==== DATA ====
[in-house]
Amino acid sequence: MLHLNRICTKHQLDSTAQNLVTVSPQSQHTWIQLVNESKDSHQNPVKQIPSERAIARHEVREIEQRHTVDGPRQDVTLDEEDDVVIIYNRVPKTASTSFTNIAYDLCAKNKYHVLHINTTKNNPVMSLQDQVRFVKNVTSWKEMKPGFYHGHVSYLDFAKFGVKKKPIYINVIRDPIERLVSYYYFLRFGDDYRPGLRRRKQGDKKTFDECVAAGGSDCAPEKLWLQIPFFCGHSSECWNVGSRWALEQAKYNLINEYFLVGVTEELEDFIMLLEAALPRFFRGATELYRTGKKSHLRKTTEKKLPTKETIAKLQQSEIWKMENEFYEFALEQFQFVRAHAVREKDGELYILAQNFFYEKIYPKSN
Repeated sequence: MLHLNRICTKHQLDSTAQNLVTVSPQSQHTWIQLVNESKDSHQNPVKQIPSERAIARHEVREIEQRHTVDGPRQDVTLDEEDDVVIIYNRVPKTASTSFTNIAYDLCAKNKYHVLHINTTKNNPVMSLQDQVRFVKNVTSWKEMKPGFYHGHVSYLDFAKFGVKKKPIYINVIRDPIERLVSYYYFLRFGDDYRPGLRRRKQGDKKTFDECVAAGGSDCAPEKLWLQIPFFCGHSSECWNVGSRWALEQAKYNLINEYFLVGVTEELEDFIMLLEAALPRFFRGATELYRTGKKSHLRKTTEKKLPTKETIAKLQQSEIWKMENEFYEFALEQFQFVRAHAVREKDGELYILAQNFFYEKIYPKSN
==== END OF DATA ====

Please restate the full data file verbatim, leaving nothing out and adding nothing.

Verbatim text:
[in-house]
Amino acid sequence: MLHLNRICTKHQLDSTAQNLVTVSPQSQHTWIQLVNESKDSHQNPVKQIPSERAIARHEVREIEQRHTVDGPRQDVTLDEEDDVVIIYNRVPKTASTSFTNIAYDLCAKNKYHVLHINTTKNNPVMSLQDQVRFVKNVTSWKEMKPGFYHGHVSYLDFAKFGVKKKPIYINVIRDPIERLVSYYYFLRFGDDYRPGLRRRKQGDKKTFDECVAAGGSDCAPEKLWLQIPFFCGHSSECWNVGSRWALEQAKYNLINEYFLVGVTEELEDFIMLLEAALPRFFRGATELYRTGKKSHLRKTTEKKLPTKETIAKLQQSEIWKMENEFYEFALEQFQFVRAHAVREKDGELYILAQNFFYEKIYPKSN
Repeated sequence: MLHLNRICTKHQLDSTAQNLVTVSPQSQHTWIQLVNESKDSHQNPVKQIPSERAIARHEVREIEQRHTVDGPRQDVTLDEEDDVVIIYNRVPKTASTSFTNIAYDLCAKNKYHVLHINTTKNNPVMSLQDQVRFVKNVTSWKEMKPGFYHGHVSYLDFAKFGVKKKPIYINVIRDPIERLVSYYYFLRFGDDYRPGLRRRKQGDKKTFDECVAAGGSDCAPEKLWLQIPFFCGHSSECWNVGSRWALEQAKYNLINEYFLVGVTEELEDFIMLLEAALPRFFRGATELYRTGKKSHLRKTTEKKLPTKETIAKLQQSEIWKMENEFYEFALEQFQFVRAHAVREKDGELYILAQNFFYEKIYPKSN